Making Crankbaits Part II
By John Mills
In this tutorial we will continue the making of a 2 1\2-inch crankbait. The cutting and shaping has all been done and after sanding to a smooth surface we are ready to assemble the bait and prepare it for finish. If you will remember tutorial #1 when the layout or centerline was laid out and how important it was to make sure that it was correct, now will come the payoff for your accuracy to this point.
Tools and Materials needed for this step.
Epoxy: I prefer Devcon 2ton for assembly. Devcon is strong, waterproof and easy to use but there are a lot of epoxies that will work.
Screw eyes: I prefer stainless steel for a crankbait this size. The rear hook hanger and the belly screw are 1inch long and .062 in diameter.
Lip: The lip used here is a pre-made lip. Jann's Netcraft, Stamina and Barlow's all have crankbait lips of various types and sizes. There are other companies that have lips but these are the three I deal with most often.
Belly weight: This is a 1\8 ounce egg sinker.
Vise grips, surgical hemostats or some form of locking pliers, these will help you hold the bait while the epoxy cures.
Get all your parts and tools laid out along with the crankbait body, you don't want to hunt parts once your epoxy is mixed.
Measure and mix the epoxy. I usually just squeeze out about a half teaspoon for this bait. Stir the epoxy until completely mixed, you can mix this on a piece of paper or a piece of aluminum foil.
Using a tooth pick force some of the epoxy into the rear hook hanger hole. Now holding the screw eye in the pliers dip the end in the epoxy and screw it into the pre-drilled hole. Make sure the screw is lined up with the centerline, once the epoxy sets you will not be able to move it.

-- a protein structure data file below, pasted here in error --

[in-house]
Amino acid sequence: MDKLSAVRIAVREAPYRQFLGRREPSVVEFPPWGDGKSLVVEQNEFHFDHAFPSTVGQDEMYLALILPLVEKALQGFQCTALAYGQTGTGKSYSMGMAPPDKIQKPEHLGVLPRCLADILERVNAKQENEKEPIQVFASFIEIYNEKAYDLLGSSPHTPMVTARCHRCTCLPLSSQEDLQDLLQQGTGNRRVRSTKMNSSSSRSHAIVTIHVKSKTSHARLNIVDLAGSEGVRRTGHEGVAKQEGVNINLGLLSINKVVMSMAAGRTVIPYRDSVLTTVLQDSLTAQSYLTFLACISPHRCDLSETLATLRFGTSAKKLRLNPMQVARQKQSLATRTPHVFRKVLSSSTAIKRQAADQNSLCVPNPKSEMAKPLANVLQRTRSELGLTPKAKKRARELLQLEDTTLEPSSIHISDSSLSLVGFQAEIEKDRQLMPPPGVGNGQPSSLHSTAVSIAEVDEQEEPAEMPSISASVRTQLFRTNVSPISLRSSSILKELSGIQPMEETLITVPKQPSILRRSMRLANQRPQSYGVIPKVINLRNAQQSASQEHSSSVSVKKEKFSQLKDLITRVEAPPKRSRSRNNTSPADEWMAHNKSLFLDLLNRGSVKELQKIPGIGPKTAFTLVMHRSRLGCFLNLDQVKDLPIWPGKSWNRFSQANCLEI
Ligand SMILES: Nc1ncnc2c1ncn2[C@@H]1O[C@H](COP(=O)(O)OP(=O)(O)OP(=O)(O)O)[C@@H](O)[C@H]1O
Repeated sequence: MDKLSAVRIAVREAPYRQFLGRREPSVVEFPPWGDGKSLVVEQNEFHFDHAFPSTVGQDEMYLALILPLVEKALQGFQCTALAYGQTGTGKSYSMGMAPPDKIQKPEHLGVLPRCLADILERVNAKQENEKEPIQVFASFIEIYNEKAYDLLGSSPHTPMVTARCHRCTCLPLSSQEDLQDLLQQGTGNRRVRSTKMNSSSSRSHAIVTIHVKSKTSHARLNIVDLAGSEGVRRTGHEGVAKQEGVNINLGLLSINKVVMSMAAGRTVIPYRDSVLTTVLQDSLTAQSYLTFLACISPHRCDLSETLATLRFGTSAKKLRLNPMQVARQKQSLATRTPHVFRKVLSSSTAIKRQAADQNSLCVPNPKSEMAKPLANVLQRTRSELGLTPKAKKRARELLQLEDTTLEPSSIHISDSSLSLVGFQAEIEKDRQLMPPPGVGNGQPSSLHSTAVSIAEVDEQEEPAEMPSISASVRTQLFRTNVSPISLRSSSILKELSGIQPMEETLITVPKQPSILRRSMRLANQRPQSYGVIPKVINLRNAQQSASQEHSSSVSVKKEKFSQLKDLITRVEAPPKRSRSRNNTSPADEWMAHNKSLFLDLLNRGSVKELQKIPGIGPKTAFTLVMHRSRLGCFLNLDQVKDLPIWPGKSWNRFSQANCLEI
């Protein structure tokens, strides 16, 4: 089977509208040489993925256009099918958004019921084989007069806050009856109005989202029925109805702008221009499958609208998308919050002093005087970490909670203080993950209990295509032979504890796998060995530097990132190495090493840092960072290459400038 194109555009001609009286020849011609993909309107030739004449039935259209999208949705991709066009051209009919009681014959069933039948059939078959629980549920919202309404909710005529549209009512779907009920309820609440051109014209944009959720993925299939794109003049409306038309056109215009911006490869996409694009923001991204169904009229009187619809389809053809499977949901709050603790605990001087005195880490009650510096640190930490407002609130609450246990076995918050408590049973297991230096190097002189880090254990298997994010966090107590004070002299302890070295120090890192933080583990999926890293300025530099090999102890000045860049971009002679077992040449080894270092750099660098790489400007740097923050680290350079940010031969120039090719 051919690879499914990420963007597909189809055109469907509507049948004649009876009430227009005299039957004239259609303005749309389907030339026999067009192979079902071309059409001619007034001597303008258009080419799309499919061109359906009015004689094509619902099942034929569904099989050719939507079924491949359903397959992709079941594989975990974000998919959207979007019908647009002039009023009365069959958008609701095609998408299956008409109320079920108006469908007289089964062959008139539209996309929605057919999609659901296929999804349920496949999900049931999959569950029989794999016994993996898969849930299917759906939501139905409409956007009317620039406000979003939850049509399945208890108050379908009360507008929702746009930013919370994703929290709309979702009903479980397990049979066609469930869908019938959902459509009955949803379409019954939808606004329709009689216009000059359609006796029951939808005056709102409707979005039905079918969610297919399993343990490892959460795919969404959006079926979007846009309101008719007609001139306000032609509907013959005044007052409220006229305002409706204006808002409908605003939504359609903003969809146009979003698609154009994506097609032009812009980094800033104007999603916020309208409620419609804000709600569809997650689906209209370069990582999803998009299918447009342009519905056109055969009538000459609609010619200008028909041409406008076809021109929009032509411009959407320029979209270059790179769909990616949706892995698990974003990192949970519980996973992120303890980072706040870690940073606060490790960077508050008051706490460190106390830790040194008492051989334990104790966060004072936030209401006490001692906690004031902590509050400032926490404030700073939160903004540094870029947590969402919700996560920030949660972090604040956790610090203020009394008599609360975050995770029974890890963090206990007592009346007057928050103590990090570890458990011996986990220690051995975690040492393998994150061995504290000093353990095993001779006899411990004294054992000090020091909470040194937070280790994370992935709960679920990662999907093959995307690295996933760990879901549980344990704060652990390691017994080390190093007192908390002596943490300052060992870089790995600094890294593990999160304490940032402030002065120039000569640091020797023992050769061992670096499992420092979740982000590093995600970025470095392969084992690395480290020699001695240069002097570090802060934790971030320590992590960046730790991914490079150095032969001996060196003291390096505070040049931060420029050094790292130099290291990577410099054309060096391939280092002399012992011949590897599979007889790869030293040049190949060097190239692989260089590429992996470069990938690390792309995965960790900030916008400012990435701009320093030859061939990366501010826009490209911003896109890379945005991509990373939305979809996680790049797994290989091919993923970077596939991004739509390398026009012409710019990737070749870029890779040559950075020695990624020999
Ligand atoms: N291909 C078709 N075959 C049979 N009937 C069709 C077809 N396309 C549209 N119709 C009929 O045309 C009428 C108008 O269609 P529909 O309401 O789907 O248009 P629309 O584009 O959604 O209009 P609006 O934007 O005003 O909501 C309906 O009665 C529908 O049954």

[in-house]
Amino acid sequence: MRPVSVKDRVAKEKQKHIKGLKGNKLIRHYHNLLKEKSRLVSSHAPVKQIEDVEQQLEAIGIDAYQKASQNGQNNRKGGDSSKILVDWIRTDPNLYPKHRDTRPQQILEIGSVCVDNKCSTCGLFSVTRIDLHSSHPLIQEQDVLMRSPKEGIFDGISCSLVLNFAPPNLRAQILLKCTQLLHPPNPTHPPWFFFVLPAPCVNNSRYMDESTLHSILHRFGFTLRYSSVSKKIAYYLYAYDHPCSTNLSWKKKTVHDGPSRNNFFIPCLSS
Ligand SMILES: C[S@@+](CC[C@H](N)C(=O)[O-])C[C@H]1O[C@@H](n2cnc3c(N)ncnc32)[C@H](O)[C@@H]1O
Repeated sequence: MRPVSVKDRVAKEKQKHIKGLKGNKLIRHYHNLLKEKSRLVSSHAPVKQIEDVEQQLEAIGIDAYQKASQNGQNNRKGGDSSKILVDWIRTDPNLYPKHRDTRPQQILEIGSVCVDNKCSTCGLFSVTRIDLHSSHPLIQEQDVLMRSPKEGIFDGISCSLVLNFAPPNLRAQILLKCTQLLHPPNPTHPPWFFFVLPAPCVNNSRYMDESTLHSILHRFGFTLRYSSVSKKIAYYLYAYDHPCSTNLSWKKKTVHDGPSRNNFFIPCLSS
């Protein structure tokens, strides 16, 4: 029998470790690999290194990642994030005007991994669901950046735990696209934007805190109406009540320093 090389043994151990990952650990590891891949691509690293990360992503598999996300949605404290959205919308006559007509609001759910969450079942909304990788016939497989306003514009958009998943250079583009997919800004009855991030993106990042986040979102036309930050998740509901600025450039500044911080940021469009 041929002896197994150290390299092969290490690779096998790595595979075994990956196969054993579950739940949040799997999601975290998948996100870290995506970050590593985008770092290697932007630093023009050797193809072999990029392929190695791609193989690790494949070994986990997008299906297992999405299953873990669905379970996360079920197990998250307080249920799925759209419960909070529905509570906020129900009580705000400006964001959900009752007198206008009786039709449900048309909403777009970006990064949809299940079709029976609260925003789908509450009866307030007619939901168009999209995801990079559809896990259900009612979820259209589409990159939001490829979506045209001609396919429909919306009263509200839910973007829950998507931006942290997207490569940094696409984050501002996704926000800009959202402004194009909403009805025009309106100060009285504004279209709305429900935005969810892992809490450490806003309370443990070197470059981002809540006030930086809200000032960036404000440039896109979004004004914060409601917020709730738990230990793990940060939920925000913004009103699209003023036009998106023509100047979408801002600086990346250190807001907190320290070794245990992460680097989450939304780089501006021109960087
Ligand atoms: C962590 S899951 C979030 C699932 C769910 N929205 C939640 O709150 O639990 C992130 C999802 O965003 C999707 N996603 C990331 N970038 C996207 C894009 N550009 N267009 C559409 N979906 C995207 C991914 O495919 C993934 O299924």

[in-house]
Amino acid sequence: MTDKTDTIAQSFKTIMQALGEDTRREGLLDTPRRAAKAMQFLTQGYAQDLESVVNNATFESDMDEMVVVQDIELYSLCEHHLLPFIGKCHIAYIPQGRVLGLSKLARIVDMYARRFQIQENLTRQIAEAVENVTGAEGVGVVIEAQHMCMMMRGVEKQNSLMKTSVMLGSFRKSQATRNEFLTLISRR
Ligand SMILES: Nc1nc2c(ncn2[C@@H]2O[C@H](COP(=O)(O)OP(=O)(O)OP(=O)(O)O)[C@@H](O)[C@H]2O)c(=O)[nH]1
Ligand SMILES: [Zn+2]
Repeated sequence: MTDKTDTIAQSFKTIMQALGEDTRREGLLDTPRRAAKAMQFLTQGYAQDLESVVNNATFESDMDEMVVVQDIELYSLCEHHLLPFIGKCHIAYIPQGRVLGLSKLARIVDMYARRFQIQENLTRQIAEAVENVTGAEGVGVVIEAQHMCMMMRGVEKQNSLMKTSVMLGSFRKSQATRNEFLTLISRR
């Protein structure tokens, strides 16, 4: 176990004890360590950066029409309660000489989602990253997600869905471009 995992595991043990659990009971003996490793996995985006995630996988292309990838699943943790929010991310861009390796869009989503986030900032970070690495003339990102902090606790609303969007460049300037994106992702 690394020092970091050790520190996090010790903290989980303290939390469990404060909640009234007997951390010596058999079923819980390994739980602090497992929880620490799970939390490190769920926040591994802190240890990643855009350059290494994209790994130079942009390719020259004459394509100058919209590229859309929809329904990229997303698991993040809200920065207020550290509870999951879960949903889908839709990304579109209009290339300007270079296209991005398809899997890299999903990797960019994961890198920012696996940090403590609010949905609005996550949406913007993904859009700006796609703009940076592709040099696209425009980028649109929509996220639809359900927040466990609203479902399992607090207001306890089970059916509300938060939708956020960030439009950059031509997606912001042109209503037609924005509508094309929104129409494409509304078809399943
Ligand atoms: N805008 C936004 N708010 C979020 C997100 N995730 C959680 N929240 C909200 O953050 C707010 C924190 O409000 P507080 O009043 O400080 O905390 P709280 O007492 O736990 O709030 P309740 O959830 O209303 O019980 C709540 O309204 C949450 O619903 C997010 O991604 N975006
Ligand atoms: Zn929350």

Again using a toothpick put some of the epoxy mix into the belly weight hole, be generous with the epoxy here and make sure to spread it around inside the hole.
Dip the screw eye into the epoxy and screw it into the belly weight. Take the belly weight, with screw and coat it lightly with epoxy then insert it into the belly weight hole and turn the screw and weight in until the weight is even with the bottom of the bait. Any excess epoxy that is forced out around the weight can be removed with a paper towel.
Now recheck the alignment of both screw eyes, making sure they are still straight with the center line.
At this point in assembly I like to seal the bait and paint before installing the lip. There are a couple opinions on this. One says assemble the entire bait then mask and seal, and the other is seal and paint the bait then install the lip. Both work fine; it is just a matter of personal choice. Since I have been pretty bossy to this point I'll let you make the call, but for this tutorial we will install the lip now then mask and seal.
Take a small amount of epoxy and using the toothpick place some in the lip slot. Now take a small amount of epoxy and put it on the end of the lip then insert the lip into the slot. Carefully align the lip with the centerline of the body. Use a paper towel to wipe off any excess epoxy.
Now that the bait is glued together the next step is to seal the wood. Sealing can be done with a water based polyurethane varnish, shellac, thinned epoxy or sanding sealer. I do recommend that it you use a water based paint that you use a water based sealer and a solvent based paint for the solvent based sealers.
At this point it would be a good time to test the crankbait to see that it runs properly and make any adjustments to make it run straight and true. Now you're ready for paint and finish.